Thursday, January 15, 2004
Park City, Utah Opening night will mark some firsts for the Sundance Film Festival, the nation's top showcase for independent movies.
For the first time, the curtain rises today with the premiere film screening in the festival's hometown, the ski resort of Park City, rather than in nearby Salt Lake City, where the opening-night movie has traditionally played.
For the first time, this year's opening flick is a documentary, the surfing chronicle "Riding Giants," instead of a fictional film.
And for the first time, the 11-day festival will feature a film starring its top man, Robert Redford, who plays a kidnapped businessman in "The Clearing," which also features Helen Mirren and Willem Dafoe. Redford's Sundance Institute oversees the festival.
Redford had been reluctant to have "The Clearing" at Sundance, worrying it might present a conflict of interest, said Geoffrey Gilmore, Sundance festival director.
"What he did with 'The Clearing' was act in a small, low-budget film for the first time in many years," Gilmore said. "I got a chance to see it, thought it was absolutely right for Sundance, then had to convince him it was something good for the film, good for him and good for the festival."
Other prominent offerings among Sundance's 137 feature films are Julianne Moore and Matthew Broderick's "Marie and Bruce," a tale of a disintegrating relationship; "The Butterfly Effect," with Ashton Kutcher as a man who learns he can undo the past; "Iron Jawed Angels," starring Hilary Swank and Frances O'Connor as leaders of the women's suffrage movement in 1912; DMX and David Arquette's "Never Die Alone," about a drug dealer's return to his home turf; "The Woodsman," with Kevin Bacon as a child molester trying to rebuild his life after prison; and the Martin Luther King Jr. documentary "Citizen King."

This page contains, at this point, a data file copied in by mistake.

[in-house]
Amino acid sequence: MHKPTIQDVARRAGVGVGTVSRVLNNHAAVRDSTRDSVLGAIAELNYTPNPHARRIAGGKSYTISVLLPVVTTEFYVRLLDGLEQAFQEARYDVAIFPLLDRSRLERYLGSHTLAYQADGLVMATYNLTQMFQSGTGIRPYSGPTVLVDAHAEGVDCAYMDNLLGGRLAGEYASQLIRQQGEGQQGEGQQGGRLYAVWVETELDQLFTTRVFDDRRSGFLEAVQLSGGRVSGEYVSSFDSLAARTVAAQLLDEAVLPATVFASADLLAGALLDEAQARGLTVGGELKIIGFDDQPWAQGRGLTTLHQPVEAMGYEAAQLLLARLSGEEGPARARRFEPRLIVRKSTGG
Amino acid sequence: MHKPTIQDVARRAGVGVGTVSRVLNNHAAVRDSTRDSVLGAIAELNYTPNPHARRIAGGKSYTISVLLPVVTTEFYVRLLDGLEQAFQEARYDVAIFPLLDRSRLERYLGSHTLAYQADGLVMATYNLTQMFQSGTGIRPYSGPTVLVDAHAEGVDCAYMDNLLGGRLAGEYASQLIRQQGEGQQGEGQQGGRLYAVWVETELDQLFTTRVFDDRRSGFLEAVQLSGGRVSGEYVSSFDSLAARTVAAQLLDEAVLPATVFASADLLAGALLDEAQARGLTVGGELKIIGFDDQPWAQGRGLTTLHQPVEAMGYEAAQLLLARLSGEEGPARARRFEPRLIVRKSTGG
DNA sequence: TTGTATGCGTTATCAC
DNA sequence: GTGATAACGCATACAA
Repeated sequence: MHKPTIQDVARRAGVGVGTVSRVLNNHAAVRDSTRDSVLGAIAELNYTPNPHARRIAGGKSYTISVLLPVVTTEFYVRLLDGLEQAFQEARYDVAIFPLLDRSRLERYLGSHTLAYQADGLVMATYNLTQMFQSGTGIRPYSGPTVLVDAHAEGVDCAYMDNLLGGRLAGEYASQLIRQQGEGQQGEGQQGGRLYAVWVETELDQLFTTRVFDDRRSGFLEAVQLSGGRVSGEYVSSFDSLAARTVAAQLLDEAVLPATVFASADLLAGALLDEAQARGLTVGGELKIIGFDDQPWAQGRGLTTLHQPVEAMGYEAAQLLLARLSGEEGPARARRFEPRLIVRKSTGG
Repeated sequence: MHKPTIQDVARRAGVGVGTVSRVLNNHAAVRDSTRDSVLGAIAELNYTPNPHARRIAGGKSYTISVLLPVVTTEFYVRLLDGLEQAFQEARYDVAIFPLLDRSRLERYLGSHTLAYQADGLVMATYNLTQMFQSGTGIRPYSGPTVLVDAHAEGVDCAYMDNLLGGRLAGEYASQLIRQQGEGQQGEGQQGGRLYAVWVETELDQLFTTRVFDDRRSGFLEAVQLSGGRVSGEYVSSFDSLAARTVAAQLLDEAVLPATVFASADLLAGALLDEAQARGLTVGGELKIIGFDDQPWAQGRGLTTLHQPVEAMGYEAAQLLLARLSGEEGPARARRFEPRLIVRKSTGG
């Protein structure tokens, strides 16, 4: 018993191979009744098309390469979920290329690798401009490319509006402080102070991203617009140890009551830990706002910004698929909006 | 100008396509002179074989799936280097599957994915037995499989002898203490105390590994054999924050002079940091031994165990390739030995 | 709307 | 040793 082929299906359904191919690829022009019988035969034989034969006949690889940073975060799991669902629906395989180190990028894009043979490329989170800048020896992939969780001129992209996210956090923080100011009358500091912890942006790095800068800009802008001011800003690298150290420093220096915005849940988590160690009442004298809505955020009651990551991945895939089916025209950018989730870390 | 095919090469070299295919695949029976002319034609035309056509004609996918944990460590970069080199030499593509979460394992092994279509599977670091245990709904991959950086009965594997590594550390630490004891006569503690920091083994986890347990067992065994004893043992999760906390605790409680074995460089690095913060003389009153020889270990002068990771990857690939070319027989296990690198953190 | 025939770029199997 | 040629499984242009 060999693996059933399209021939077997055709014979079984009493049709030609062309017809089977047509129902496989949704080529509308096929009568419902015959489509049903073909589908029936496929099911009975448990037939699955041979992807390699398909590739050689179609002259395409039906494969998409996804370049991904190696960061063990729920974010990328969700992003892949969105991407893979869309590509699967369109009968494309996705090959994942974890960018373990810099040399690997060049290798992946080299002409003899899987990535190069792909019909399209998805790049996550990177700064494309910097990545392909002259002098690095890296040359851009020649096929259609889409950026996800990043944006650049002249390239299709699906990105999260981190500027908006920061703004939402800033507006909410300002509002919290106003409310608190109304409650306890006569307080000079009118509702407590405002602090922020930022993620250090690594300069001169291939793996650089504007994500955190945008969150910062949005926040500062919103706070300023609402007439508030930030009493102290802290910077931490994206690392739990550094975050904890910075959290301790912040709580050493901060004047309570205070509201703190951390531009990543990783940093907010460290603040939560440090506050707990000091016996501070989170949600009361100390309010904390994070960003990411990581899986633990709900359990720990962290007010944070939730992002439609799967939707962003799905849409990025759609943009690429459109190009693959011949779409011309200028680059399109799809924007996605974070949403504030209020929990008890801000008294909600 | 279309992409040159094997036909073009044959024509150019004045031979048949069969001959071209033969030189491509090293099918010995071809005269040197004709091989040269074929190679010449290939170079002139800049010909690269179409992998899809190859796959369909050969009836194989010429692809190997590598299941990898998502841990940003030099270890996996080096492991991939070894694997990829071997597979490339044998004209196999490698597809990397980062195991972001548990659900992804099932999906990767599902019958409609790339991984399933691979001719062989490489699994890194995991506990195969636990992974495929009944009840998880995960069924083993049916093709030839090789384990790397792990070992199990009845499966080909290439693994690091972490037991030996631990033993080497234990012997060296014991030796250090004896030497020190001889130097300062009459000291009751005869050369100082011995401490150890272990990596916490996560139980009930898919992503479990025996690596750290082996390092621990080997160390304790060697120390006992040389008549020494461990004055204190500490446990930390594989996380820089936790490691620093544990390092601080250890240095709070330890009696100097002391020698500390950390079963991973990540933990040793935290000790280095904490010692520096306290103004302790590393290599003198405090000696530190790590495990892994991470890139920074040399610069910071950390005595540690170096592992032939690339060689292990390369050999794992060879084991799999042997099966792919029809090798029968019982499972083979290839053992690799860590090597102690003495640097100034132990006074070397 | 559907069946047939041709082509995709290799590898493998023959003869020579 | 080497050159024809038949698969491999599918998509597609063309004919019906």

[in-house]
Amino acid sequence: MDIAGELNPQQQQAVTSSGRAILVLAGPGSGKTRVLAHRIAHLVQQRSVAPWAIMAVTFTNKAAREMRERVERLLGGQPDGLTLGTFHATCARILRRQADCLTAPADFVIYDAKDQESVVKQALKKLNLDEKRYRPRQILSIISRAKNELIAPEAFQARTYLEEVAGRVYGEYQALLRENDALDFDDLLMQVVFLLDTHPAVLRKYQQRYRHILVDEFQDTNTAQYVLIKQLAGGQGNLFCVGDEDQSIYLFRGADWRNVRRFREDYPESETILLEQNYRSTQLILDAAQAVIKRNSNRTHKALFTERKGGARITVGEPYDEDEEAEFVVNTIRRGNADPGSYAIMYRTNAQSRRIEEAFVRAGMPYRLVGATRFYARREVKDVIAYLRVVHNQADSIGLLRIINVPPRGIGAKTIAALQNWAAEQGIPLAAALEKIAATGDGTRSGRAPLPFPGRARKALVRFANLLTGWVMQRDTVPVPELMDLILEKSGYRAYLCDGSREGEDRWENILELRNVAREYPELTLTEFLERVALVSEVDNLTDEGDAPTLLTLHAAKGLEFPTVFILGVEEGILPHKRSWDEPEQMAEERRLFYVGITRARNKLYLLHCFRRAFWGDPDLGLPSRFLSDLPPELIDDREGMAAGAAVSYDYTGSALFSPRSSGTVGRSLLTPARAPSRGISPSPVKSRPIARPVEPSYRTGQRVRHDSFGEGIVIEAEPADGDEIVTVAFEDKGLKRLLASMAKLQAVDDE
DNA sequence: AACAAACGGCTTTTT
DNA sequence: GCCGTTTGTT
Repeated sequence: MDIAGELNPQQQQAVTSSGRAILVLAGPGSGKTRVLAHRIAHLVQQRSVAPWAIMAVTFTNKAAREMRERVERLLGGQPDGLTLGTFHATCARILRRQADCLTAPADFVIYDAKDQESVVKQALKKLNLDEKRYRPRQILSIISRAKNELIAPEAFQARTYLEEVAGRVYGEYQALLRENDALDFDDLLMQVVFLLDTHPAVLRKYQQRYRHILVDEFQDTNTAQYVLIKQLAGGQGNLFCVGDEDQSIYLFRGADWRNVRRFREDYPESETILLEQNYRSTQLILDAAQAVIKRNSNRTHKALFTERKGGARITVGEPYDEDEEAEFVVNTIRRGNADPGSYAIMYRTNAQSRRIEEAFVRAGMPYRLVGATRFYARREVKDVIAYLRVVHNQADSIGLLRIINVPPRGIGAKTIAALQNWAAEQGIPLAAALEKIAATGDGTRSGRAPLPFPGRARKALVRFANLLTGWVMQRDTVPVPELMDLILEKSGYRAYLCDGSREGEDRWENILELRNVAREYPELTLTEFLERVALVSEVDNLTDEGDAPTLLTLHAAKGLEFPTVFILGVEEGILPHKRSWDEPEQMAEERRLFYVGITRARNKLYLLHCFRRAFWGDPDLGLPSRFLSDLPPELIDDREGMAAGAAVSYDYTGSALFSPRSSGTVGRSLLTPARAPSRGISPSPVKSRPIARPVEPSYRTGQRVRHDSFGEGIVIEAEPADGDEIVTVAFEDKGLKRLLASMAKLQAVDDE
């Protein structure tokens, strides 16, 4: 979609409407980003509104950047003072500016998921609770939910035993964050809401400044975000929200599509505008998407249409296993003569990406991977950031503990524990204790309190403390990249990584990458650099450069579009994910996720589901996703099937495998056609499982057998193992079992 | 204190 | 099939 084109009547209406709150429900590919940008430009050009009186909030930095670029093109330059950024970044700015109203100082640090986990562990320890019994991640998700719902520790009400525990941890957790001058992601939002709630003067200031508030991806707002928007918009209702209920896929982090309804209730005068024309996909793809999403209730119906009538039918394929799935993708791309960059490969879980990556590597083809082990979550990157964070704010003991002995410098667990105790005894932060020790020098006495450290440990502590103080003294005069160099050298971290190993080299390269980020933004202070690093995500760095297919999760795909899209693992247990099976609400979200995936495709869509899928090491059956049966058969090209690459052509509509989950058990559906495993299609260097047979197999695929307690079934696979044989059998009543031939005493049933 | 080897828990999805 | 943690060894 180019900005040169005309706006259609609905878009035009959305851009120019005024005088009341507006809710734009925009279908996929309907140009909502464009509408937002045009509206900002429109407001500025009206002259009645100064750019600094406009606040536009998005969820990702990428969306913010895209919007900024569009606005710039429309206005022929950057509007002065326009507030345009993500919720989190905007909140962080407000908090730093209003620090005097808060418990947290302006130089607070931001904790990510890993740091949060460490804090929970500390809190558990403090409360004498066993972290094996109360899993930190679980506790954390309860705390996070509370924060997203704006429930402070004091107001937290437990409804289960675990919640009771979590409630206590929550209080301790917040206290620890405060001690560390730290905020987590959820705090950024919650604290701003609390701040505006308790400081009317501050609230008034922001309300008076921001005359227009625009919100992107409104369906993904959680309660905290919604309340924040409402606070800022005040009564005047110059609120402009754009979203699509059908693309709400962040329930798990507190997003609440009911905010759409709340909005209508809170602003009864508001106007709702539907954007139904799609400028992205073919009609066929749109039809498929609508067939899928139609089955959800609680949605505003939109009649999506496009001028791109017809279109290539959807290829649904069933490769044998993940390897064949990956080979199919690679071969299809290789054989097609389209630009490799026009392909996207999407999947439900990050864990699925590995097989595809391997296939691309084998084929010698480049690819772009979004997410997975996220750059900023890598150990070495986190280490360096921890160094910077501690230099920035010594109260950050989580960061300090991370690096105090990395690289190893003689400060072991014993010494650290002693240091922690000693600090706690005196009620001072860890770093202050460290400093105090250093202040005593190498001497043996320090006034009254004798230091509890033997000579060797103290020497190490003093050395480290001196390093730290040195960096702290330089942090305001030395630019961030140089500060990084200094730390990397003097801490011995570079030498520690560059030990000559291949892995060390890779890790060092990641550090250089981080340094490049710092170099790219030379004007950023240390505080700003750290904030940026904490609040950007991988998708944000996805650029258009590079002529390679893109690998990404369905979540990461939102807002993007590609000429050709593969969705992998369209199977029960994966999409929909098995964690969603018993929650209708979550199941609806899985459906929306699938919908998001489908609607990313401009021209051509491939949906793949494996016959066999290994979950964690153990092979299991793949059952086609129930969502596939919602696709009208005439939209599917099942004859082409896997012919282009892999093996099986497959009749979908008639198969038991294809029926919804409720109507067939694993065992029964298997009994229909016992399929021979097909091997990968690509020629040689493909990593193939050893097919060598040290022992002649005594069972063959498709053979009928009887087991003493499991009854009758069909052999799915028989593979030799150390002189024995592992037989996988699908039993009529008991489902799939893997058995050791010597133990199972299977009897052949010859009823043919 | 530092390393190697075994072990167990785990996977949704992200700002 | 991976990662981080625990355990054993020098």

Sundance has grown into a hybrid for indie filmmakers, celebrity watchers and Hollywood dealmakers. Small distributors and boutique subsidiaries for major studios showcase upcoming films.
Distributors also scout Sundance for the next Quentin Tarantino or Kevin Smith and flesh out their schedules with film acquisitions. Recent films bought at Sundance include "You Can Count on Me," "In the Bedroom," last year's audience award winner "The Station Agent" and "The Blair Witch Project," the one megahit Sundance has produced.
|Lawrence filmmaker Kevin Willmott's movie "C.S.A. The Confederate States of America" will premiere Saturday night at the Sundance Film Festival.It also will be screened Sunday, Monday and Tuesday.Willmott is an assistant professor in the theater and film department at Kansas University.The mock-documentary "CSA: The Confederate States of America," was described this week in the Los Angeles Times as "an ingenious, head-turning look at alternative history, presenting a modern television documentary, complete with commercials, as it would be if the South had won the Civil War."|